Founding Team Red Flags in Startups

Angel investors know well what it takes to invest in a startup. There are way more reasons to say no to an investment than to say yes. The whole investment process, from deal screening to due diligence, should always give out clues about whether we’re dealing with a good or bad investment.

Here we are going to share some founding team characteristics that should be treated as red flags. A red flag here means a serious key issue that you should investigate deeper. It should not be an immediate turnoff. Rather, it’s a signal that you should not ignore easily.

Founding Team Red Flags

Red Flag #1: Overuse of buzzwords

Founders should not be using too many buzzwords on their pitch. They should not attempt to sell their company over trends like AI and Big Data when their business model is far from them. Rather, they should shed light on their business model with only directly relevant keywords.

Peter Thiel, co-founder of Paypal and author of “Zero to One”, considers using buzzwords as a “tell” in poker that the company is not unique.

Red Flag #2: Claiming no competition

Founders stating they have no competition must be heavily questioned. Even if the founders are at the idea stage, they should have put the time to research their competition and the market scene before meeting with investors.

Some startups do have no competition. However, this is very rare and should always be double-checked.

Founders must be aware of their direct and indirect competition. This even includes companies like Google which can easily invest in their idea if proven successful.

Red Flag #3: Co-founders lacking industry experience

Co-founders in a startup should be complementing each other. Together, they must be able to drive the startup to success.

It doesn’t make sense if a software startup has three co-founders and none of them have a technical background. The same goes for every industry.

Note that it is okay if the co-founders are still looking for other co-founders to complement their set of skills and experience. However, at the fundraising round, the co-founders requesting the fund must be aware of how their idea is doable.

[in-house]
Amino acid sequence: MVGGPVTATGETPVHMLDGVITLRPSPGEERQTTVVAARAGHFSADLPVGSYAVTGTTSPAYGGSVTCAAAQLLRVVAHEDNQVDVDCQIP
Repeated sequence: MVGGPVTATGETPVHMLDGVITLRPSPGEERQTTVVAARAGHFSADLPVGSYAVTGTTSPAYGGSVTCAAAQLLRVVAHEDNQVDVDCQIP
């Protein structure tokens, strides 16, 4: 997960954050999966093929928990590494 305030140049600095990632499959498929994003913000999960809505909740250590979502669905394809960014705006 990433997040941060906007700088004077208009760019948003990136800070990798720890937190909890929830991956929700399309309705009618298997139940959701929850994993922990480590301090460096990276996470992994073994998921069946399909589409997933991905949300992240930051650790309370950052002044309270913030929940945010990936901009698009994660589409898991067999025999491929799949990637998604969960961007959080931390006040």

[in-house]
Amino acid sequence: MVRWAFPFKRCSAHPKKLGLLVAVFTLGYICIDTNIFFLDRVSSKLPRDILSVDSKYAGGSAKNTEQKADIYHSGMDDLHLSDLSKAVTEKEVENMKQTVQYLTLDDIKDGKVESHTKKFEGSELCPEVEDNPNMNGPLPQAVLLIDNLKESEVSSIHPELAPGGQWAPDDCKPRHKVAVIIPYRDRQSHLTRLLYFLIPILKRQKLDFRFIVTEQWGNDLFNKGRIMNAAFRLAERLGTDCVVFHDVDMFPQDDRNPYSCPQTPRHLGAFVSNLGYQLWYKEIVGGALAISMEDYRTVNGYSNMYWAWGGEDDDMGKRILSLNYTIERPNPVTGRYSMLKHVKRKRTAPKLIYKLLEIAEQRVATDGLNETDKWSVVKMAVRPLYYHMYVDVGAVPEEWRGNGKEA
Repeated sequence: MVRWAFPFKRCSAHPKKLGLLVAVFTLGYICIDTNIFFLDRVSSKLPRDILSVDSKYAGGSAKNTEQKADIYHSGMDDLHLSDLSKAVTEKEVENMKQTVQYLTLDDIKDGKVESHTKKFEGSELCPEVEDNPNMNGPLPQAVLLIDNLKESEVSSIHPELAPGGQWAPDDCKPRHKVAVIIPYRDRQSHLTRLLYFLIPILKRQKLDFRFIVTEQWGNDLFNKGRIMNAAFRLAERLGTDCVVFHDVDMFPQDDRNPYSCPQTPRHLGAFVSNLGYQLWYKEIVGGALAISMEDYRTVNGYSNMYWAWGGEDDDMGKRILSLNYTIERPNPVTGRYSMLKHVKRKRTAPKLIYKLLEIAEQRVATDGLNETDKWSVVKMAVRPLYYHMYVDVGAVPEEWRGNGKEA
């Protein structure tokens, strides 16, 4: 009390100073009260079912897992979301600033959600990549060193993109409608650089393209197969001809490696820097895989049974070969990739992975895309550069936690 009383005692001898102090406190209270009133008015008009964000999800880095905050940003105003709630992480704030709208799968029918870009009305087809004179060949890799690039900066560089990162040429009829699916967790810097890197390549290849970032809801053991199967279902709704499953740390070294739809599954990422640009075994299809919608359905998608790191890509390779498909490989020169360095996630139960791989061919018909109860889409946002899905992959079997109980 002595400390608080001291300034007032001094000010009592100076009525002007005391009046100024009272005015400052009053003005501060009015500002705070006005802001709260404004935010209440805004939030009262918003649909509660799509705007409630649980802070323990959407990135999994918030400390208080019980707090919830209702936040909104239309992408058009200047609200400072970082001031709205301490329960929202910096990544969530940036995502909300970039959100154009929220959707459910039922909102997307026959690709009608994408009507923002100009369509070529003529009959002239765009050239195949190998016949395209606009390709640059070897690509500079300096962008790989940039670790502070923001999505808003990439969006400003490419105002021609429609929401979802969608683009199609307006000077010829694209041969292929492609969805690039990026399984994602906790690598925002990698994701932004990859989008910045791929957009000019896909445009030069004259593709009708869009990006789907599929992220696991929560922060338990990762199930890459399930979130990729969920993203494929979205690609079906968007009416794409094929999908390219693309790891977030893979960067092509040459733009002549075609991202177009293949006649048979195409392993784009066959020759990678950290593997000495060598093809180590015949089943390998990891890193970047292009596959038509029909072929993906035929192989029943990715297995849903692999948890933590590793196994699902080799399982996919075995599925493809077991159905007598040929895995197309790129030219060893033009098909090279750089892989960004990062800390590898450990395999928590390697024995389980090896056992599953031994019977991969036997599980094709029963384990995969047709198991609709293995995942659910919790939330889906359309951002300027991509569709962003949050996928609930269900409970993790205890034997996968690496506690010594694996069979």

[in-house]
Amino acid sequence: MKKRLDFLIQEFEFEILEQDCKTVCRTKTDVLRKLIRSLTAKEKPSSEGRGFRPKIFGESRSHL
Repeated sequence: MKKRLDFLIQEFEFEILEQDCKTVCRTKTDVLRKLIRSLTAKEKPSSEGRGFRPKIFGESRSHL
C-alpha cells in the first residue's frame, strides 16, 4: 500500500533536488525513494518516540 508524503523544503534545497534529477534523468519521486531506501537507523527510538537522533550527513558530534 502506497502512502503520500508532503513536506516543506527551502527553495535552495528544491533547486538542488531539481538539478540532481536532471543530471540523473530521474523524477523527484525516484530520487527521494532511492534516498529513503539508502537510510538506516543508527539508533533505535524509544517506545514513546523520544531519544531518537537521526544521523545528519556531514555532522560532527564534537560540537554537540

Red Flag #4: No full-time commitment

If any of the founders have another job and are not fully committed to the startup, this must be heavily questioned. It could be a red flag for not being fully invested in the company. They could be taking it as a side project. Even worse, they might not be believing in the company’s idea themselves.

Not being fully committed to the startup must be defended clearly by the founders. It could be that they have no other source of income and will quit their job once they secure a fund. Whatever the case, they must have a strong rationale for it.

Red Flag #5: High employee turnover

Having a high employee turnover early in the startup’s life could be due to several reasons. Employees may have lost faith in the idea or the founders. Founders may not be delivering on their initial salary package promises.

Whichever the case, you should approach early employees and hear their side of the story. Their perspective is too vital to ignore.

Red Flag 6: Not knowing which KPIs to measure

Founders must be able to divide their long-term strategy to clear milestones and measure their performance with defined KPIs.

Lacking definitions for KPIs signals a red flag for not knowing the mechanisms necessary for their startup’s success. It may also signal incompatibility to lead and define measurable goals.

Final Thought

As we mentioned, none of these red flags should result in an immediate rejection. They should only result in a further investigation to know the real causes behind them.

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